The Future of Work & Manufacture in East Asia – conference review

This is a post from project team member Dr Luke Heemsbergen, who presented our research on East Asia with Dr Jiajie Lu earlier this month in Hong Kong.


The Hong Kong University of Science and Technology (HKUST) is perched atop lush green hills that guard the entrance to the Pear River Delta and its globally-prolific manufacturing channels. It was here at HKUST that we were invited by notable scholars of the region to present some 3D printing knowledge local to SE Asia, gained in our 3DPIP project and workshops.


Our goal was to think through issues of technological determinism, innovation, and social change as they concern work and manufacture. The one day workshop presented a well curated grouping of research projects to do so that focused on accelerating automation, platform capitalism, the gig economy, 3D printing, and the future of manufacturing in South East Asia. Our own contribution on 3D printing considered the regional differences and similarities found in Shenzhen and Singapore in terms of 3D printing futures, as well as how 3D printing technologies are integrating into these societies.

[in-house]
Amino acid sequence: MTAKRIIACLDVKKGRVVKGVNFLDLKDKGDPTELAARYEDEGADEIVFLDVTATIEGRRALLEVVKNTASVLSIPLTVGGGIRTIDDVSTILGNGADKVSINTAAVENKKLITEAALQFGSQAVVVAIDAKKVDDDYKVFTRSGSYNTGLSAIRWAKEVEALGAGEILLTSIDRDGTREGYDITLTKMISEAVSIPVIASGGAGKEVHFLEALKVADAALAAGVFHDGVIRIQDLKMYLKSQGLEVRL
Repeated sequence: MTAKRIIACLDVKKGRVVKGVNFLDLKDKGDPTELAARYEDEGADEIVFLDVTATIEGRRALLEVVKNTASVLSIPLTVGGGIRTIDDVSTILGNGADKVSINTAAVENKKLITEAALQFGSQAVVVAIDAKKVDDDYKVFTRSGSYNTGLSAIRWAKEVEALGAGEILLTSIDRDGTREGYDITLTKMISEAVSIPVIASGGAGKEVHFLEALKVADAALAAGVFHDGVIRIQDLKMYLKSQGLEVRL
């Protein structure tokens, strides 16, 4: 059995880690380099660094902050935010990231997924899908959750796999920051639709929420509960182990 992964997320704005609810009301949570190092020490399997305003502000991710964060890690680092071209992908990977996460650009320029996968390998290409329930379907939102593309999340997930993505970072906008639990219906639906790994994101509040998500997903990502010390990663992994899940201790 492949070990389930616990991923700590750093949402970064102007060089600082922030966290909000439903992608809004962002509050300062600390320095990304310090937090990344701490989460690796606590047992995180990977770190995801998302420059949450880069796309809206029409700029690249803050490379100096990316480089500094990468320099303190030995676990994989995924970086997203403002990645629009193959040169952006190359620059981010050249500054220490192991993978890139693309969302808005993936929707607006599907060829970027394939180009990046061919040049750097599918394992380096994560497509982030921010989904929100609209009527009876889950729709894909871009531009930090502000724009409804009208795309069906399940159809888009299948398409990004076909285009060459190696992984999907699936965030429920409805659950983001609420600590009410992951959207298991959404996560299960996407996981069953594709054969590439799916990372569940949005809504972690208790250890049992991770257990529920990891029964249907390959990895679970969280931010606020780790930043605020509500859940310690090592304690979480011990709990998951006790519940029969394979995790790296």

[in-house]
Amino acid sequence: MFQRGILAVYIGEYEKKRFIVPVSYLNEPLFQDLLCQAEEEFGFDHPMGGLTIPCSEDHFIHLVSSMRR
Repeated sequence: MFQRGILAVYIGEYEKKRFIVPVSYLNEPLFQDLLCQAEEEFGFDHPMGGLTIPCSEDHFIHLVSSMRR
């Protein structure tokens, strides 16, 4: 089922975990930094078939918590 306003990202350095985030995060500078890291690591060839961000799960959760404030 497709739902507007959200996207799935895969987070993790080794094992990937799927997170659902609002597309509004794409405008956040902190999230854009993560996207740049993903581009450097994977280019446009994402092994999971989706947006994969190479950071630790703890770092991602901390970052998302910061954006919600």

We also considered how the cultures that surround 3D printing in SE Asia, as a manufacturing tool, differ from the cultural assumptions of the West. For instance, Westerners seem use 3D printing sharing sites via metaphors of markets or personal sharing as seen on Thingiverse or Shapeways. However, existent sharing services for 3D printing designs in China (see Simpneed and Mohou) offer metaphors of purpose closer to a new industrial vanguard and educator resource, respectively.


We were especially interested in joint discussion put to workers – as their practices and potentials evolved with new uses of digital technologies in processes of manufacture. Here, the group moved past a simplistic technological determinism. In its wake the group’s diverse considerations offered some key insights to how local knowledge and practice were both shaping and being shaped by new manufacturing technologies as they came online in the pursuit of new product and profit.


We look forward to future collaborations with our new friends in Hong Kong and beyond, and again wish thank organisers Naubahar Sharif and Yu Huang, for their generous invitation to present at the workshop.



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